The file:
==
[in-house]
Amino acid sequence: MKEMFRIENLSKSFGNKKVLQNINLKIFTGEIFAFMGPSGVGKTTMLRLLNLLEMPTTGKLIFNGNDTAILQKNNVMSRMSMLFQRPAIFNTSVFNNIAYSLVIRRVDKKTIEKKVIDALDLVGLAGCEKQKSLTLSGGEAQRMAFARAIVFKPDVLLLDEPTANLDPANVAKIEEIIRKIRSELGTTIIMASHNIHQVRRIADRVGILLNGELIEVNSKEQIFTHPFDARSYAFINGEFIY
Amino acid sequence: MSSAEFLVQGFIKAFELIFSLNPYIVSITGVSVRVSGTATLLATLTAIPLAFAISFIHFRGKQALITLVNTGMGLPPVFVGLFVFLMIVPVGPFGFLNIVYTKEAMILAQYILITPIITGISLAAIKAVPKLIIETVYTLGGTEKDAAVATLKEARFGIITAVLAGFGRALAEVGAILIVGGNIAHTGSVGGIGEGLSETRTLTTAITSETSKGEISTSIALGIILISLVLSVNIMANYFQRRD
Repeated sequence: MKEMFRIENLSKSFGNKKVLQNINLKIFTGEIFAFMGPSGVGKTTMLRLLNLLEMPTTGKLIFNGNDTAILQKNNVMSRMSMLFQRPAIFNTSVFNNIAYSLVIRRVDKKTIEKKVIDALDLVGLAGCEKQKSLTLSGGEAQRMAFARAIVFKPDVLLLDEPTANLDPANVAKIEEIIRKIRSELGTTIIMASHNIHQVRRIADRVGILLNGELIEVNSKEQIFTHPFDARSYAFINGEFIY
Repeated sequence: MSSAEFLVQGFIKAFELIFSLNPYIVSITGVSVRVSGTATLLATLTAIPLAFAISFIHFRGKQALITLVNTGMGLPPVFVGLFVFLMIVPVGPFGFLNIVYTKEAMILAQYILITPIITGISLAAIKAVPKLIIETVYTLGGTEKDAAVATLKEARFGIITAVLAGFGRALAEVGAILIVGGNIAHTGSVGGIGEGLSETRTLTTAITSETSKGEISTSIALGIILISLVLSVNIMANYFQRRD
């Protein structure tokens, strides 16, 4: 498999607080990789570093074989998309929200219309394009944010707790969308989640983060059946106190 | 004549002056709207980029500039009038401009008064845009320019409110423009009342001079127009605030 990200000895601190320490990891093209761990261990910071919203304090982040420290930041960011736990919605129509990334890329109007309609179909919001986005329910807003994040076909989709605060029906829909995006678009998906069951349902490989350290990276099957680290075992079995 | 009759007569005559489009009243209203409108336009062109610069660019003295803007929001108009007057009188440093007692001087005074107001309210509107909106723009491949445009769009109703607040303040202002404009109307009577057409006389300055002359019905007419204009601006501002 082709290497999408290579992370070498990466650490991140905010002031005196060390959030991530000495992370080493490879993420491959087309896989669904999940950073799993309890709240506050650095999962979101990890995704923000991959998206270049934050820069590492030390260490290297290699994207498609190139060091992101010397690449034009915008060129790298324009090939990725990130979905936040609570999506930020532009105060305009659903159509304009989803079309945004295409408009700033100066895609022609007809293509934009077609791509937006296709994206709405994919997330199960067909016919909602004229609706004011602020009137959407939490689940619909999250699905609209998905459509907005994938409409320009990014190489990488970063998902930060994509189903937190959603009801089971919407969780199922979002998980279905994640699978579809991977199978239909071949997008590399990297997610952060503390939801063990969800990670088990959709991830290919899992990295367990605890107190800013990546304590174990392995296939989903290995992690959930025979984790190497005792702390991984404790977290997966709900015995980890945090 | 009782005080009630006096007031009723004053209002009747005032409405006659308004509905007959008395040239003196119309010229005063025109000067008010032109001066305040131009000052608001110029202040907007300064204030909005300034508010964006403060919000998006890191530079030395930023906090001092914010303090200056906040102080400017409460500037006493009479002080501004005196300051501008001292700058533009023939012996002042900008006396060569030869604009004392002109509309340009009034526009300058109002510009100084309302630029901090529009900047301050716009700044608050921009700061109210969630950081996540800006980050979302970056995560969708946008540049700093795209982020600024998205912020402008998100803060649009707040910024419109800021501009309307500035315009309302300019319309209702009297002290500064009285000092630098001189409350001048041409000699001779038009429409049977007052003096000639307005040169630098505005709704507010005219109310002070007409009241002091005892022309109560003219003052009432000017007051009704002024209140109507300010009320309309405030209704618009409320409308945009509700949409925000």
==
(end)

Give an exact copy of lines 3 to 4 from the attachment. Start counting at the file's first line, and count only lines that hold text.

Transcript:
Amino acid sequence: MSSAEFLVQGFIKAFELIFSLNPYIVSITGVSVRVSGTATLLATLTAIPLAFAISFIHFRGKQALITLVNTGMGLPPVFVGLFVFLMIVPVGPFGFLNIVYTKEAMILAQYILITPIITGISLAAIKAVPKLIIETVYTLGGTEKDAAVATLKEARFGIITAVLAGFGRALAEVGAILIVGGNIAHTGSVGGIGEGLSETRTLTTAITSETSKGEISTSIALGIILISLVLSVNIMANYFQRRD
Repeated sequence: MKEMFRIENLSKSFGNKKVLQNINLKIFTGEIFAFMGPSGVGKTTMLRLLNLLEMPTTGKLIFNGNDTAILQKNNVMSRMSMLFQRPAIFNTSVFNNIAYSLVIRRVDKKTIEKKVIDALDLVGLAGCEKQKSLTLSGGEAQRMAFARAIVFKPDVLLLDEPTANLDPANVAKIEEIIRKIRSELGTTIIMASHNIHQVRRIADRVGILLNGELIEVNSKEQIFTHPFDARSYAFINGEFIY